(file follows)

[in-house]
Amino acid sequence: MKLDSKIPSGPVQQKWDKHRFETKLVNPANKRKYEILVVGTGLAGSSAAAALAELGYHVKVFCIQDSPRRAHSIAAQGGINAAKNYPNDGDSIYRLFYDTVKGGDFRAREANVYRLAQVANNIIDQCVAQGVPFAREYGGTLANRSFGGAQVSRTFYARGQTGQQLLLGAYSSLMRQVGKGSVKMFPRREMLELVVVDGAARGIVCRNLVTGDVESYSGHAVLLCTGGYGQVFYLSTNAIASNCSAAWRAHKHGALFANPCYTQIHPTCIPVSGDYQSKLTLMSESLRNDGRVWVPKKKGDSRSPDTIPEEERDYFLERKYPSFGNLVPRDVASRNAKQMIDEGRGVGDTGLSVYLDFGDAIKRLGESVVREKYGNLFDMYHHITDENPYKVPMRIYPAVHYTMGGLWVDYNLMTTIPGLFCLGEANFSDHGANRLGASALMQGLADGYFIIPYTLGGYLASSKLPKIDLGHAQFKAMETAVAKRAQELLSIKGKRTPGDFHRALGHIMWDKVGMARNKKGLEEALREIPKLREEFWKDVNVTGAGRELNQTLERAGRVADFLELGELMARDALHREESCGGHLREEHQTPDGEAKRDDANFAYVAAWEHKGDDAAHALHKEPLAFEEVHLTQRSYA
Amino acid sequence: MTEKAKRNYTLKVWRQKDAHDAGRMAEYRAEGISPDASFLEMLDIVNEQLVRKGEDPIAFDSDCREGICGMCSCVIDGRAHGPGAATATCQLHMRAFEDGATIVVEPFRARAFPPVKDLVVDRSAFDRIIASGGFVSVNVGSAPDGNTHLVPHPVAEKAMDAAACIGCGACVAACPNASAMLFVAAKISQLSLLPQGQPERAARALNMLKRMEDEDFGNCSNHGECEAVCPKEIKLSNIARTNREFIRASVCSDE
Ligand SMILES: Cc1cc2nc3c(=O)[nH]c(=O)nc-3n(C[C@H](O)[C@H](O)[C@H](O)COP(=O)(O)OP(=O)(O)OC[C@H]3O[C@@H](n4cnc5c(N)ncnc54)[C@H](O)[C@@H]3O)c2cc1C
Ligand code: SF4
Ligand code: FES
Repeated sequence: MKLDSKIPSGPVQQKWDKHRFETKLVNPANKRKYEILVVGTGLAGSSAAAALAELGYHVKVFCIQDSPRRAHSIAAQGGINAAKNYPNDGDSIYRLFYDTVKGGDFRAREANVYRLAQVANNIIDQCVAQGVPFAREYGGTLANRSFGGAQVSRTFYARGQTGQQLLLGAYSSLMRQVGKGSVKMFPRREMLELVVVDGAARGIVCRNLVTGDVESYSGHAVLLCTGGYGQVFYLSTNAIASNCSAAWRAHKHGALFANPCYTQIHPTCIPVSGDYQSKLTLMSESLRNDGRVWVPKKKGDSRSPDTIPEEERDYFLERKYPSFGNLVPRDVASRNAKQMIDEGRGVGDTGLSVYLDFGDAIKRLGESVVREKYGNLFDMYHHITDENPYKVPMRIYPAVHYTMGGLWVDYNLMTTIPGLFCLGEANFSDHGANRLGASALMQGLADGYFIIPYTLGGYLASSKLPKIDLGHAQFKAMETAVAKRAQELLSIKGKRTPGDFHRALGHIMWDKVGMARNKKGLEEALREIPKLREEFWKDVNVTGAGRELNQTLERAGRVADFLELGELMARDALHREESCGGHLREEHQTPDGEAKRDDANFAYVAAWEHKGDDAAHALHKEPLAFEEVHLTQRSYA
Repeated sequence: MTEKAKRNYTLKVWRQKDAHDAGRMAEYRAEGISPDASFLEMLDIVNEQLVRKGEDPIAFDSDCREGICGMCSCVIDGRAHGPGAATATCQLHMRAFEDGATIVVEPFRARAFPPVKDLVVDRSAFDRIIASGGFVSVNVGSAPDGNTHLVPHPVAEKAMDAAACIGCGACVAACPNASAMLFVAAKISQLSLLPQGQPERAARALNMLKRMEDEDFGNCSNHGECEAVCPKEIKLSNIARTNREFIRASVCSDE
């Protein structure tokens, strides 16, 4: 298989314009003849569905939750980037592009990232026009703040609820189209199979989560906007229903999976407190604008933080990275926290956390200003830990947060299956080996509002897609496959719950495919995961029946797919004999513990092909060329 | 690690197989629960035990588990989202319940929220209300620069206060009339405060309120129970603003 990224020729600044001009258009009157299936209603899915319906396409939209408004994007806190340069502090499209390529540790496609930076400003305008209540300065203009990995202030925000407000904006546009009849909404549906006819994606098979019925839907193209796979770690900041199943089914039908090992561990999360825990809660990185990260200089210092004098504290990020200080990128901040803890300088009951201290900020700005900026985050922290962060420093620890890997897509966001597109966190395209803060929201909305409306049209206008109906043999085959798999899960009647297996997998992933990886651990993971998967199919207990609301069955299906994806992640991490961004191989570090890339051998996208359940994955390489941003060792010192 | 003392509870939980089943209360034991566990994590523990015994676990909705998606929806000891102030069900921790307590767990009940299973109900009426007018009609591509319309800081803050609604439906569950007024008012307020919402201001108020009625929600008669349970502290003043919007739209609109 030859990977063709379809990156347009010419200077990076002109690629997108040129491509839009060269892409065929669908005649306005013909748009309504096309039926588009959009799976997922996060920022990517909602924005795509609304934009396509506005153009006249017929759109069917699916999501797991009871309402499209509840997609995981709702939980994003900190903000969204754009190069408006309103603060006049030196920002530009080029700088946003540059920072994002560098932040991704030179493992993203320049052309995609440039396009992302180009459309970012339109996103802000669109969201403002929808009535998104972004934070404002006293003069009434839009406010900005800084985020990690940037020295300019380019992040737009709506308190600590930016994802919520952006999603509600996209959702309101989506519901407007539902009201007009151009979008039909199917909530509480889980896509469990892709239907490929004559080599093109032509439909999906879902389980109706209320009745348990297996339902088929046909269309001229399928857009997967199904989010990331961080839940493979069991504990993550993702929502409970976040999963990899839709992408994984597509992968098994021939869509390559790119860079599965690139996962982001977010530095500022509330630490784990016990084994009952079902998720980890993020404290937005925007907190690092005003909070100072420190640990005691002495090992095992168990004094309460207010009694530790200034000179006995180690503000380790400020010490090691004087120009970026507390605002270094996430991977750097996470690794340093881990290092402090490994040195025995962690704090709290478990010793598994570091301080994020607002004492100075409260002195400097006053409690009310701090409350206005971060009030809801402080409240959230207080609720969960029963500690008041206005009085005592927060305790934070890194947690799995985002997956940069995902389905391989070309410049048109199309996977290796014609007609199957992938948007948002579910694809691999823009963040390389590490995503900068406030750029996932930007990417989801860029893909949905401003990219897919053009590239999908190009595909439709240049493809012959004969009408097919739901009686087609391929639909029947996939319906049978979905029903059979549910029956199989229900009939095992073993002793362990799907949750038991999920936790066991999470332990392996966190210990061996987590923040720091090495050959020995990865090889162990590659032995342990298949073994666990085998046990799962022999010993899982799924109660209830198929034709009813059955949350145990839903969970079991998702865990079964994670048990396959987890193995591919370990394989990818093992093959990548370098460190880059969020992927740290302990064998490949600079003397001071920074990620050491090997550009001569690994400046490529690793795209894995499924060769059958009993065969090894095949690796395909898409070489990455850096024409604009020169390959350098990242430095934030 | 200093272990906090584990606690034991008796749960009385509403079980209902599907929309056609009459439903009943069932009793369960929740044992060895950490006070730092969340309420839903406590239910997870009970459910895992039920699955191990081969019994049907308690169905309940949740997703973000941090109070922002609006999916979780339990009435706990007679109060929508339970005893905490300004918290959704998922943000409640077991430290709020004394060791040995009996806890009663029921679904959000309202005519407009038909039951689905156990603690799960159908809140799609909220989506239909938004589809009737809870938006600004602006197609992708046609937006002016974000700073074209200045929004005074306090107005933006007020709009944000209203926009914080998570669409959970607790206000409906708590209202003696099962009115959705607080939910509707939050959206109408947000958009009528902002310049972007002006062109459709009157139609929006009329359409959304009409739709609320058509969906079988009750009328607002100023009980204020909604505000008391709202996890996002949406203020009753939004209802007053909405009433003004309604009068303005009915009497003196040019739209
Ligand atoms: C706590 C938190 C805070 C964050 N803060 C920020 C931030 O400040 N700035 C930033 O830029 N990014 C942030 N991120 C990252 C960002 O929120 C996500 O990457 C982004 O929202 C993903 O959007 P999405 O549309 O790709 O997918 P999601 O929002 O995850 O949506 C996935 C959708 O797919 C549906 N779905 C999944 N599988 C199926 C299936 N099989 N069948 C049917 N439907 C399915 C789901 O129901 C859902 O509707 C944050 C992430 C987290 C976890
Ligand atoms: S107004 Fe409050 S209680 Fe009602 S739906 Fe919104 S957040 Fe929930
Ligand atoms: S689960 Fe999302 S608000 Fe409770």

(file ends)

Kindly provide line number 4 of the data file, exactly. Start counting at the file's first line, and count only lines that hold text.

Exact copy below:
Ligand SMILES: Cc1cc2nc3c(=O)[nH]c(=O)nc-3n(C[C@H](O)[C@H](O)[C@H](O)COP(=O)(O)OP(=O)(O)OC[C@H]3O[C@@H](n4cnc5c(N)ncnc54)[C@H](O)[C@@H]3O)c2cc1C